Borlaug's connection to the U of M Norman Borlaug won the Nobel Peace Prize for his role in combating world hunger. He died Saturday at the age of 95. Borlaug graduated from the University of Minnesota in 1937, and continued to be involved with the university throughout his life.7:20 a.m.
Favre efficient in first game with Vikings The Minnesota Vikings are undefeated with Brett Favre as their quarterback. Favre threw a touchdown pass in his debut with the Vikings to help Minnesota defeat the Browns 34 - 20 in Cleveland yesterday. The big star on offense was not Favre, but running back Adrian Peterson.7:45 a.m.
Federal Reserve Mulls Its Role One Year After Crisis
As the global financial system teetered on the edge of collapse a year ago this week, the Federal Reserve stepped in with unprecedented actions. Yet some lawmakers say the Fed should have done more to prevent the crisis.
Energy Secretary 'Optimistic' But Cautious
Steven Chu tells NPR he favors more moderate steps as the U.S. attempts to reduce energy consumption — such as buying energy-efficient appliances and learning how to put your computer in sleep mode to save electricity.
Models With Psoriasis Strut To Raise Awareness
With the help of Project Runway's Tim Gunn, psoriasis patients hit the catwalk to demystify this often-misunderstood skin disorder. Not only is the disease painful, it can be embarrassing, causing people to hide their skin and even isolate themselves.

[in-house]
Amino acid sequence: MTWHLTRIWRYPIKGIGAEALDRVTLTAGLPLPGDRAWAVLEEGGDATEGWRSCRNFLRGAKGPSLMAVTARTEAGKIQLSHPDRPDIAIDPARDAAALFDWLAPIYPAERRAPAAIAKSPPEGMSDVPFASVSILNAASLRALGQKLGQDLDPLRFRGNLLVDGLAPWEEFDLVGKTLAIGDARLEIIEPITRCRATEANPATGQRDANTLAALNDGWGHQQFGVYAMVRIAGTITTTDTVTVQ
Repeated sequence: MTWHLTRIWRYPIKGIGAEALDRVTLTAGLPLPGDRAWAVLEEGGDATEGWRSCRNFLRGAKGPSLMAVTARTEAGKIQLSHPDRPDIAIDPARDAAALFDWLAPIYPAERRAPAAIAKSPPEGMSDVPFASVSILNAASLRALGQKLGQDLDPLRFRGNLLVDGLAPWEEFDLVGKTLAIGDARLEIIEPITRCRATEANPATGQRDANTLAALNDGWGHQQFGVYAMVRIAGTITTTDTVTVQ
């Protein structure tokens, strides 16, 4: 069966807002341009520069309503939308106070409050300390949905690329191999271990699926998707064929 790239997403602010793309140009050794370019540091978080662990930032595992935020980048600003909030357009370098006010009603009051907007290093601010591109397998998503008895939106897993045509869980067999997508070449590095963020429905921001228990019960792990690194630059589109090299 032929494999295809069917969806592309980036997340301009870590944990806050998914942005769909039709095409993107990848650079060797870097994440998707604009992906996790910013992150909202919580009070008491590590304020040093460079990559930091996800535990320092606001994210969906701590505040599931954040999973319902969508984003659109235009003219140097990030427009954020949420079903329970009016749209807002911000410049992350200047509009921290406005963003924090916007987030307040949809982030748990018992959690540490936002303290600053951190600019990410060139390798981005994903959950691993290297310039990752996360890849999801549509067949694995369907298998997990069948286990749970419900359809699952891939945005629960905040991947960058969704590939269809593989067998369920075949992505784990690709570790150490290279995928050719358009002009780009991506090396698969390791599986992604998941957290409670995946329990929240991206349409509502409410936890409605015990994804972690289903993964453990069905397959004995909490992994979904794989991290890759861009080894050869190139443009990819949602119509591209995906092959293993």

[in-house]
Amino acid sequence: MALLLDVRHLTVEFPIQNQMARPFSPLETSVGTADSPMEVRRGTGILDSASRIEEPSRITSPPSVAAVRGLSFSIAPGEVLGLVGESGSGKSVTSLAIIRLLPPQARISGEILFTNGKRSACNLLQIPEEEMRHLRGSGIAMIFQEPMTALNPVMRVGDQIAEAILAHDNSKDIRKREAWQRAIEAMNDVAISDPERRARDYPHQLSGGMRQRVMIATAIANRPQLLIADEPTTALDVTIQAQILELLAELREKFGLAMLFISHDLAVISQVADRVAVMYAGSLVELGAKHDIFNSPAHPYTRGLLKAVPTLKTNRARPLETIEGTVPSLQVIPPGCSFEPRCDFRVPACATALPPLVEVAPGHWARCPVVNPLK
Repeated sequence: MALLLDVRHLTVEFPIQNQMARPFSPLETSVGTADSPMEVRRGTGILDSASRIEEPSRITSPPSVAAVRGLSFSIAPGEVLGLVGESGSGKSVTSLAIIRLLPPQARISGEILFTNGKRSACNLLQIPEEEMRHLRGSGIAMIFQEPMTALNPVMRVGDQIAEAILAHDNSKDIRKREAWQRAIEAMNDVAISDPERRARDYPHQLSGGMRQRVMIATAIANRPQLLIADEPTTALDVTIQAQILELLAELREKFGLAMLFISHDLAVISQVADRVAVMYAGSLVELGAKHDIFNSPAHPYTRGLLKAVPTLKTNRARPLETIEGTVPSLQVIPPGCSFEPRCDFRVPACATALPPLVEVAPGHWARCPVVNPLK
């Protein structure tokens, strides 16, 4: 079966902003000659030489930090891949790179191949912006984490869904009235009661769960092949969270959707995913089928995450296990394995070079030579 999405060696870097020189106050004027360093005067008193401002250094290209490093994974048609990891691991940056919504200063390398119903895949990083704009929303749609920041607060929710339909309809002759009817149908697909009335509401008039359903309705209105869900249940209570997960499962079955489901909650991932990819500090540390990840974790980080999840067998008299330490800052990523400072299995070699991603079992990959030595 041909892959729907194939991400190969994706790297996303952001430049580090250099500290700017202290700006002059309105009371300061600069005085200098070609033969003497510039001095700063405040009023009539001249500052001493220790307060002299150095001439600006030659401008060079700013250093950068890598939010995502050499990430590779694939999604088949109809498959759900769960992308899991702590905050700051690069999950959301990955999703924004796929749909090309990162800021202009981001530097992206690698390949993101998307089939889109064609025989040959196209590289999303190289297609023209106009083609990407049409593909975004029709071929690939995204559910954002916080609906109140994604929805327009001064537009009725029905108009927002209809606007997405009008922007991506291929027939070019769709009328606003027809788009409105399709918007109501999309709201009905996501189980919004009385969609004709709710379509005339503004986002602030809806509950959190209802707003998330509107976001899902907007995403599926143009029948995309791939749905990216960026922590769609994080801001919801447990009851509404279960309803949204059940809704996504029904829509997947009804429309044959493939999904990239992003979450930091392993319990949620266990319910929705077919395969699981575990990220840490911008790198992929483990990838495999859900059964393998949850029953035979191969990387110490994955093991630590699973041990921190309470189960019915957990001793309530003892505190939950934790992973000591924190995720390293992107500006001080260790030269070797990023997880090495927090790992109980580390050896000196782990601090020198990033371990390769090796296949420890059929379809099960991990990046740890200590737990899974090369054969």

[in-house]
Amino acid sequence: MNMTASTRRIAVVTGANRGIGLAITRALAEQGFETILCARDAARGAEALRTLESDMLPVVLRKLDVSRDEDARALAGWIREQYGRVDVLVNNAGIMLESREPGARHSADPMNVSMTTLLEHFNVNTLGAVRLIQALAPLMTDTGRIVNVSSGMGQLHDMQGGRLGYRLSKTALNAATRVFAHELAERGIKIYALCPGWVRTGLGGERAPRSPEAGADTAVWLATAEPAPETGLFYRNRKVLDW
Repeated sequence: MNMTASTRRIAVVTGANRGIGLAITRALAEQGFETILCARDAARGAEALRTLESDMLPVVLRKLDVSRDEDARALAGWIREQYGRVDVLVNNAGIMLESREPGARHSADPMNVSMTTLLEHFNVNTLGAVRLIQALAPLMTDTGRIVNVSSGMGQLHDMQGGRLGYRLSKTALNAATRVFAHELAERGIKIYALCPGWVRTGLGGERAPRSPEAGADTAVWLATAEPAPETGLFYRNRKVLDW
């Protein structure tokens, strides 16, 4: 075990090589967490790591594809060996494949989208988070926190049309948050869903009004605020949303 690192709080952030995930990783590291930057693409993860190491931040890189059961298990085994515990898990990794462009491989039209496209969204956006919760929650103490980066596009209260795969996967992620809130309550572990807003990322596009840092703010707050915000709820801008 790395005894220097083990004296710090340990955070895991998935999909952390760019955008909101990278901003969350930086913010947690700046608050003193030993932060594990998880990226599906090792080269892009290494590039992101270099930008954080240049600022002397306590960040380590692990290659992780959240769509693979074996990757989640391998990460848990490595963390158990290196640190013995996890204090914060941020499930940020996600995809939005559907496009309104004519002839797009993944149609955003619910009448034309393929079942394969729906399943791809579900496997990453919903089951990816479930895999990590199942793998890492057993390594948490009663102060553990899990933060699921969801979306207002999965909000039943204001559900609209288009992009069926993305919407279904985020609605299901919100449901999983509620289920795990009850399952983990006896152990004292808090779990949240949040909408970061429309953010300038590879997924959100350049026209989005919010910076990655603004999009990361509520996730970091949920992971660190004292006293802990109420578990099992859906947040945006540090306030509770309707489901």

Argentine Cattle No Longer Just Home On The Range
Great herds of cattle roamed and dined on Argentina's vast plains for more than a century. Now, ranchers are increasingly fattening their herds in American-style feedlots. Promoters say it's efficient, but some Argentines wonder if quality isn't being lost for the sake of quantity.
In Sweden, 'Pirates' Make The Web A Political Cause
Sweden's Pirate Party has gained power in Stockholm and won a seat in the European parliament. The movement seeks to protect Internet privacy and eliminate patents and copyrights. In Germany, the party has gained some city council seats. Branches exist or are being set up in dozens of other countries.
NBC Gambles Big With Jay Leno In Prime Time
In the TV industry, Jay Leno's move to from late night to prime time is the most talked about event of the year. But the question remains: Will moving the former Tonight Show host into an earlier time slot transform the landscape of network TV?
Enter Leno, Exit Writers: The Crisis Continues
If you're dreaming of becoming a high-priced Hollywood writer, you might want to dream on, says commentator John Ridley. The union that represents the bulk of movie and TV writers recently released its annual report. It reads like the script of a horror movie. And, he says, things are only going to get worse.
Timeline Of War's Progress Differs In U.S., Kabul
Defense Secretary Robert Gates mused this month about the very different timelines in Washington and Kabul for progress in the war in Afghanistan. The notion of "two clocks" isn't new for military leaders. Gen. David Petraeus said Washington's clock ticked faster than the one in Baghdad. President Lincoln even grappled with the problem in the Civil War.
U.S.-China Frictions Escalate Over Tire Tariff
A trade row between the U.S. and China seems to be escalating. On Friday, the Obama administration announced it would increase tariffs on imports of Chinese tires. On Sunday, Beijing said it's investigating possible restrictions on imports of U.S. poultry and automotive products. Observers worry that a tit-for-tat trade war could slow any global economic recovery.
France Marks Return From Vacation In 'Rentree'
Every September, Paris buzzes with renewed excitement and energy — it's la rentree. "The return" is best described as a giant back-to-school for the whole country — because it's not just schoolchildren who've had the summer off; the entire nation is returning from a two-month break.